|WikiProject Trains / Streetcars||(Rated Start-class, Low-importance)|
|WikiProject Equine||(Rated Start-class, Low-importance)|
I did a little searching around this morning, and it's amazing that I couldn't find a decent picture of the Disneyland horsecars. Maybe someone near a Disney park could get a decent photo? Slambo (Speak) 11:29, 24 August 2006 (UTC)
- The photo at File:Disneyland-HorseDrawnStreetcar.jpg was taken at Disneyland in Anaheim, California and the photo at File:Florida 2006 001.jpg was taken at Disney World in Orlando, Florida. Between them I think the former photo does a better job of illustrating a horse streetcar since the horse is not cropped and there are people on board the vehicle, whereas the latter photo illustrates the US flag and emphasizes the Disney location a bit more prominently. I think the former photo might be the better choice for this article, but this article already has several photos. 188.8.131.52 (talk) 15:15, 23 December 2008 (UTC)
This article as it stood represented a very USA-centric viewpoint. Although much of the history originated in the USA I have expanded it to reference other European systems. I hit one definition problem with the České Budějovice - Linz horsecar line of 1828. I'm not sure whether it was, properly speaking, a horsetram, although it was a car pulled by horses - "Pferdeeisenbahn" literally translates as "horse railway". It was 120 km long and mainly ran on its own tracks, and was partly used for freight. It seems to cross several definitions. However IMHO it warrants a mention, and a better description in its own article in WP. Its well written up in the German WP here if someone would like to be bold and start it off! Ephebi (talk) 15:14, 23 April 2008 (UTC)
Pittsburgh or Sulphur Rock, AR?
According to this article:
- Pittsburgh, PA had the last horsecar line in the US in regular service, where the Sarah Street line lasted until 1923.
However, according to  the last horsecar ran in Sulphur Rock, Arkansas in 1926. That source also mentions that the event was commemorated with a U.S. Postage Stamp issued on October 8, 1983. Should the wording of last horsecar lines in the U.S. be rephrased? Admittedly Pittsburgh is a much larger city than Sulphur Rock. Can anyone find a reference for the Pittsburgh claim? Thanks. 184.108.40.206 (talk) 03:02, 23 December 2008 (UTC)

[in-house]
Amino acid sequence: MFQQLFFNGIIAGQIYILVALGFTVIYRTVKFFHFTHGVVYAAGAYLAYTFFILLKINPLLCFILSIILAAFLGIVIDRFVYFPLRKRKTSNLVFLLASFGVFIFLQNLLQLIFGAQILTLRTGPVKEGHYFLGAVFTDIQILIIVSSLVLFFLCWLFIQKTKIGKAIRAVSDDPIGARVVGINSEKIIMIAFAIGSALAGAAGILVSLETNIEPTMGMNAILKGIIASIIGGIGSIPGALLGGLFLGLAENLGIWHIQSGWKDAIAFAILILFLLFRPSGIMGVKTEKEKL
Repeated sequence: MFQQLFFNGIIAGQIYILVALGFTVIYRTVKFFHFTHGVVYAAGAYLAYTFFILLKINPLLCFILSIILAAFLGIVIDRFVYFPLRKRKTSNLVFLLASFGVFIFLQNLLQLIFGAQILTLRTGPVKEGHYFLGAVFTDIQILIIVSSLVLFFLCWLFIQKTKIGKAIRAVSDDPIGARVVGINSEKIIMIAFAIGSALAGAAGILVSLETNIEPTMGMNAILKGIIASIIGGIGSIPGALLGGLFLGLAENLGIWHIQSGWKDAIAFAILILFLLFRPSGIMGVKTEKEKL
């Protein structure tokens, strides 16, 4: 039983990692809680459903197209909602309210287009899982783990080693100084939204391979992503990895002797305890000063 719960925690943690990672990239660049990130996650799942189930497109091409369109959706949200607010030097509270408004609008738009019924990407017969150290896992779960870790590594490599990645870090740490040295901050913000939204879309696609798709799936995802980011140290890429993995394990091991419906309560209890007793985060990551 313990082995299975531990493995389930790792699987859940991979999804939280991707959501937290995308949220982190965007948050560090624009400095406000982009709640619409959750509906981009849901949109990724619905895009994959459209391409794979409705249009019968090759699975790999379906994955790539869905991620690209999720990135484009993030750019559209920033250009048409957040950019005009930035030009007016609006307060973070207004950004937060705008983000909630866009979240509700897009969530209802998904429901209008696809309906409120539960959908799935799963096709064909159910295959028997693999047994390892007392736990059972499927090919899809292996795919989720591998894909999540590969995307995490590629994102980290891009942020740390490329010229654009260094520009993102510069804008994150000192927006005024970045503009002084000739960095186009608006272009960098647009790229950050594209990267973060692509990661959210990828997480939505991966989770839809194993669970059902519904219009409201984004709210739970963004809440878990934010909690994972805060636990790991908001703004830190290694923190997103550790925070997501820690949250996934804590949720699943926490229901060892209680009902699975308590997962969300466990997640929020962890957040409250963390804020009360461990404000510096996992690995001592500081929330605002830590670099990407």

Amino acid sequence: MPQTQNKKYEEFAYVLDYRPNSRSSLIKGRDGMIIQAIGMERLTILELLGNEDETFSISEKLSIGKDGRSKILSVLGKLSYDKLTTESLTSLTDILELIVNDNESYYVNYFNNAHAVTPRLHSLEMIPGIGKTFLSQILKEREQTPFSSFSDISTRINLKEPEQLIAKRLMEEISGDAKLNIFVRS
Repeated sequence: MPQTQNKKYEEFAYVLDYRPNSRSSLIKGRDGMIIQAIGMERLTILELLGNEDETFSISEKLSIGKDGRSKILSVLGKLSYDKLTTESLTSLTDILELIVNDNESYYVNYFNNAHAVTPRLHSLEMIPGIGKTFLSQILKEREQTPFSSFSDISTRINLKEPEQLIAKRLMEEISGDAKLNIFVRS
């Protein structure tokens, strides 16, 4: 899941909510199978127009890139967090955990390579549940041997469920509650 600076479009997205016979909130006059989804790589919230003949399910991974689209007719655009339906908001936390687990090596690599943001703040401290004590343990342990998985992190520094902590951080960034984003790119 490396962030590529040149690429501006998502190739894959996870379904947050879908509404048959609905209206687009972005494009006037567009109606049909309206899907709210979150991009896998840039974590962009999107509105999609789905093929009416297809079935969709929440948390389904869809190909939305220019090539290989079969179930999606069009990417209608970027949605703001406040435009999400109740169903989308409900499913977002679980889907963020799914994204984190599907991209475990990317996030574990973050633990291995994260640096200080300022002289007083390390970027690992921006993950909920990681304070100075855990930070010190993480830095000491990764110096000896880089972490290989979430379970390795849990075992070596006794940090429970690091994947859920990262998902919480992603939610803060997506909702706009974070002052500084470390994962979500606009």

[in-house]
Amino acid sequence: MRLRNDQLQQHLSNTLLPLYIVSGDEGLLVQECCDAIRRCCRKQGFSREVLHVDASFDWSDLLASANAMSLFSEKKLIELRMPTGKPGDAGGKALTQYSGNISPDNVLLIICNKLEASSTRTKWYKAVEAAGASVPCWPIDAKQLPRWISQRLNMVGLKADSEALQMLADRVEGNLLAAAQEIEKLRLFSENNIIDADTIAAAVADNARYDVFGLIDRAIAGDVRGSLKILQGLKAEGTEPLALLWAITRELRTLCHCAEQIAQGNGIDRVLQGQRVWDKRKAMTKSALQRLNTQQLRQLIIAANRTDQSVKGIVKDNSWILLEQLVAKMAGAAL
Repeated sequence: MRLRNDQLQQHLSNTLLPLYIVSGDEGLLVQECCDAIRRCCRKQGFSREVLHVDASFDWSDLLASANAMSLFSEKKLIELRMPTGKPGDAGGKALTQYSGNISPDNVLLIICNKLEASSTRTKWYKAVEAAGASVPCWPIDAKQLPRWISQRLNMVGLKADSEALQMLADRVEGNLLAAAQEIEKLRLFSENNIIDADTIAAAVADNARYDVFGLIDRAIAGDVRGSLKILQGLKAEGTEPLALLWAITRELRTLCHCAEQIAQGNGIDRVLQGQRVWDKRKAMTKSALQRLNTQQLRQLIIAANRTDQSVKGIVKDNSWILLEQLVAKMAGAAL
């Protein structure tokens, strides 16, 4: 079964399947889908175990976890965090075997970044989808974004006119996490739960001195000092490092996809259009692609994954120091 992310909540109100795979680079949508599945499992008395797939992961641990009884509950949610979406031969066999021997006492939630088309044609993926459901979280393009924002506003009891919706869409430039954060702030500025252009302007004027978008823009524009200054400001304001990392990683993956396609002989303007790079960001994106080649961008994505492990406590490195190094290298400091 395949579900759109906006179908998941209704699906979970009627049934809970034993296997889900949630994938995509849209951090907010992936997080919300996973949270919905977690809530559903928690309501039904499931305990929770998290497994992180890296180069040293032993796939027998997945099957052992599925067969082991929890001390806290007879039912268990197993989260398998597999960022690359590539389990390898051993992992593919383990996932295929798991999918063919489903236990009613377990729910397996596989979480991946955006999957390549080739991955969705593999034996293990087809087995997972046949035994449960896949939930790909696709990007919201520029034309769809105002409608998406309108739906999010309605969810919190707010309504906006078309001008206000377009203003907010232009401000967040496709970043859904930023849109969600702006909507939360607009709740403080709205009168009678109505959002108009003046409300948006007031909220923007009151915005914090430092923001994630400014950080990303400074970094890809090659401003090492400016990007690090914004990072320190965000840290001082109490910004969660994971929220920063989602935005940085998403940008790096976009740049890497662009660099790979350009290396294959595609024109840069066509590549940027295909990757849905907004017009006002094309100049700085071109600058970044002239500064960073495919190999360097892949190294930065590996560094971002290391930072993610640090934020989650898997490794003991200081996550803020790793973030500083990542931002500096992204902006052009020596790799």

- I am not clear what has gone wrong, but something has gone seriously wrong. Some one seems to ahve assumed that there were no railways before 1820. That may be true of USA, but in UK, they was over 200 years history of horse-drawn goods traffic on railways (called this in the Midlands, but Wagonway near Newcastle). Horse-drawn vehicles used to be linked from there, but the link was to a section that merely contained this article, so that the substitution of a link to this one may be appropriate. However, it might be better to ahve a separate article on the wagons used on wagonways. Peterkingiron (talk) 16:32, 4 July 2010 (UTC)
- good point - though page is about public transport. I've linked the introductory paragraph to some of the historical systems, perhaps you can expand as you see fit? Ephebi (talk) 12:38, 6 July 2010 (UTC)
In the early period there are tramsystems where cars could leave the track. In Europe they where called tramway type "chemin de fer Americains". I suspect this was another type of rail whereby the wheel ran in rail grooves and not wheels with flanges. "The Vicinal story, Light Railways in Belgium 1885 - 1991 by W.J.K.Davies, page 224" talks of a fifth wheel used for steering.Smiley.toerist (talk) 12:21, 19 May 2013 (UTC)